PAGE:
A&IP can be a ‘HolyGrail’ for recycling

A pioneering project called HolyGrail, led by Procter & Gamble and facilitated by the Ellen MacArthur Foundation, ended officially on May 23rd. This follows three years of development to improve post-consumer recycling using chemical tracers and digital watermarks, with the aim of moving closer to a circular economy.

Several AIPIA members participated, including Digimarc, Filigrade and Verstraete IML as well as many Brand owners such as Danone, L’Oreal, PepsiCo, Nestlé and P&G. Involving altogether 29 partners, the project was a ‘full value-chain pre-competitive collaboration’ established to discover how the tagging of packaging can impact the accuracy of sorting and recycling systems.

One of the investigated technologies, digital watermarks, also has potential to bring disruption into other fields, such as consumer engagement and retail, through the creation of ‘smart/intelligent’ packaging. Major retailers in the USA (Wegmans, Walmart) and in Europe are already adopting the technology into their packaging . 

Basic proof-of-concept for digital watermarks (through Digimarc and Filigrade ) has been established by the project. This will open up new possibilities currently not feasible with existing sorting technologies, says the project team.

The watermarking can make a distinction between food and non-food packaging; identify full-body shrink sleeve bottles; spot opaque and difficult to recycle plastics – such as black packaging; distinguish between mono and multilayer flexible packaging; single out rigid multi-layer packaging materials; and enable the safe introduction of new materials not hindering established recycling streams; as well as the ability for closed loop recycling.

During the project, significant progress has been made in the area of digital watermark technology, with ‘invisible codes’ being integrated into both printed materials (labels, sleeves, in-mould labels, films/pouches), as well as directly into a mould (PET bottles, HDPE bottles, thermoformed trays, injection moulded crates, etc.)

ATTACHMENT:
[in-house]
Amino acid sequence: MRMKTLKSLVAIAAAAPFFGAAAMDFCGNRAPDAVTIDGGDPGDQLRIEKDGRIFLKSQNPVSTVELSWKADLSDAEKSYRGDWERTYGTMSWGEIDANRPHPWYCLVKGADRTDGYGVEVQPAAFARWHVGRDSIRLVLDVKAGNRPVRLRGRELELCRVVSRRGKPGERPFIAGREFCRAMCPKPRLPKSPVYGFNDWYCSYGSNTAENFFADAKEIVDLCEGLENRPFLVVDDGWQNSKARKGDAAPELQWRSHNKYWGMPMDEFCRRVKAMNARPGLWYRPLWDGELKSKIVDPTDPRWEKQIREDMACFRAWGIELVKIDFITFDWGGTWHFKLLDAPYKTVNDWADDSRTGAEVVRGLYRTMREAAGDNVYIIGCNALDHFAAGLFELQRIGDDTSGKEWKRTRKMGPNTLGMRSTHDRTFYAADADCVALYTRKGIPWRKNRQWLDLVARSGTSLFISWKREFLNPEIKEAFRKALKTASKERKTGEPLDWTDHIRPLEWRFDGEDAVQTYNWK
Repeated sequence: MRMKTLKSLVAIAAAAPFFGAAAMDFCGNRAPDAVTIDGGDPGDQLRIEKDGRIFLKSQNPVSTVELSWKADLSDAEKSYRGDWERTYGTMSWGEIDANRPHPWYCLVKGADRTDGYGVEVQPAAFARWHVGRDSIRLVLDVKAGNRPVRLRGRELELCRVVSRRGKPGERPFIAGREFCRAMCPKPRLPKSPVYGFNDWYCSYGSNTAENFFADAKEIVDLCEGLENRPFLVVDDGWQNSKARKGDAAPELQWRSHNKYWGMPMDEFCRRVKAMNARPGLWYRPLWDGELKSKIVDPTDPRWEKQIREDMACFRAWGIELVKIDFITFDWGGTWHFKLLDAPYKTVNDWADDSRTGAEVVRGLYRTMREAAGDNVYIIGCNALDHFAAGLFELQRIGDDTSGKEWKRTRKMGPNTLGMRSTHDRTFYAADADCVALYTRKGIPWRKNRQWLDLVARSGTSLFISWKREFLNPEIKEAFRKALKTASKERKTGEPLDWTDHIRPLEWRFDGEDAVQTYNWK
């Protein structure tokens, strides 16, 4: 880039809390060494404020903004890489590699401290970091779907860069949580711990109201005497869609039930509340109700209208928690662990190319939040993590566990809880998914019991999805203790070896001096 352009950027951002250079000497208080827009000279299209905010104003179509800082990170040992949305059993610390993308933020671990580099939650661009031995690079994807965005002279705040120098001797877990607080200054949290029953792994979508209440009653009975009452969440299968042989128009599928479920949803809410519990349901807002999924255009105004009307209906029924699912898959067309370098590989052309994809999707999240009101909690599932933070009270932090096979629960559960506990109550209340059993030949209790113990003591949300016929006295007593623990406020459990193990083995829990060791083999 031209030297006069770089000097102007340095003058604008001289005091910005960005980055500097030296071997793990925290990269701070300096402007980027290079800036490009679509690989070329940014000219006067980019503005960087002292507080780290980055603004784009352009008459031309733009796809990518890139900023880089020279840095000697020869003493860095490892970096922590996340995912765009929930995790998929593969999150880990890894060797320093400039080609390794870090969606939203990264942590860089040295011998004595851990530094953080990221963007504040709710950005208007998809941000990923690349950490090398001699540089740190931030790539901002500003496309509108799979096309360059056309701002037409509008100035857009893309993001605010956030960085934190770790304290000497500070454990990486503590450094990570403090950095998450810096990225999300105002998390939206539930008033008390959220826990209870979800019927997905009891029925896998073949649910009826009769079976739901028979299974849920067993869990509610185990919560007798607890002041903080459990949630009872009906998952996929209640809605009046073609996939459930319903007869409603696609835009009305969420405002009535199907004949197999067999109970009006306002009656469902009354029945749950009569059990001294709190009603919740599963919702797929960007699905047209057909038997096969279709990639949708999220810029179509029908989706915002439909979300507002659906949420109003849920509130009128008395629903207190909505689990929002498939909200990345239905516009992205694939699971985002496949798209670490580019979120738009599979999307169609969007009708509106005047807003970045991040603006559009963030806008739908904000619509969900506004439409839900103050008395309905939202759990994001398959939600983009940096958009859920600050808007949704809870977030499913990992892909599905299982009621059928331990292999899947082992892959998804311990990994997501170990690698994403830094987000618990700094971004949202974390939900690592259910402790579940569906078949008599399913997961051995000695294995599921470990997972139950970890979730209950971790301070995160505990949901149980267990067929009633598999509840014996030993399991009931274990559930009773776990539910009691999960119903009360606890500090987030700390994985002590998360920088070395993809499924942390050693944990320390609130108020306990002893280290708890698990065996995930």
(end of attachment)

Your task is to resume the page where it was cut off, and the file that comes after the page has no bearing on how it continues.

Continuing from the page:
To allow consumer engagement the invisible codes can be easily read by mobile phones, bringing new features – ingredient transparency, coupons/loyalty, information on product use/dosage, and how to deal with the packaging at the end of life.

It is hoped to build on the achievements of HolyGrail, by upscaling from an R&D test line to a (semi)-industrial line (for which a couple of options have been identified) after which the technology can be rolled-out on a wider scale.

Larry Logan, Chief Evangelist for Digimarc commented, “Digimarc Barcode for the recycling of plastic objects and shrink labels further demonstrates the broad utility of our Intuitive computing platform, delivering a circular economy approach to packaging from birth in manufacturing, to rebirth as recycled products. We look forward to broadly licensing our technology to the industry upon commercialisation.”

Johan Kerver CEO at Filigrade said “Filigrade was the first to show, in 2016 at Petcore, that watermarks embossed in packages for sorting purposes would be the innovation for the future. We are delighted that now the innovation proves, after development to industrial scale, that plastics can be better sorted and serve as high-quality raw materials.”

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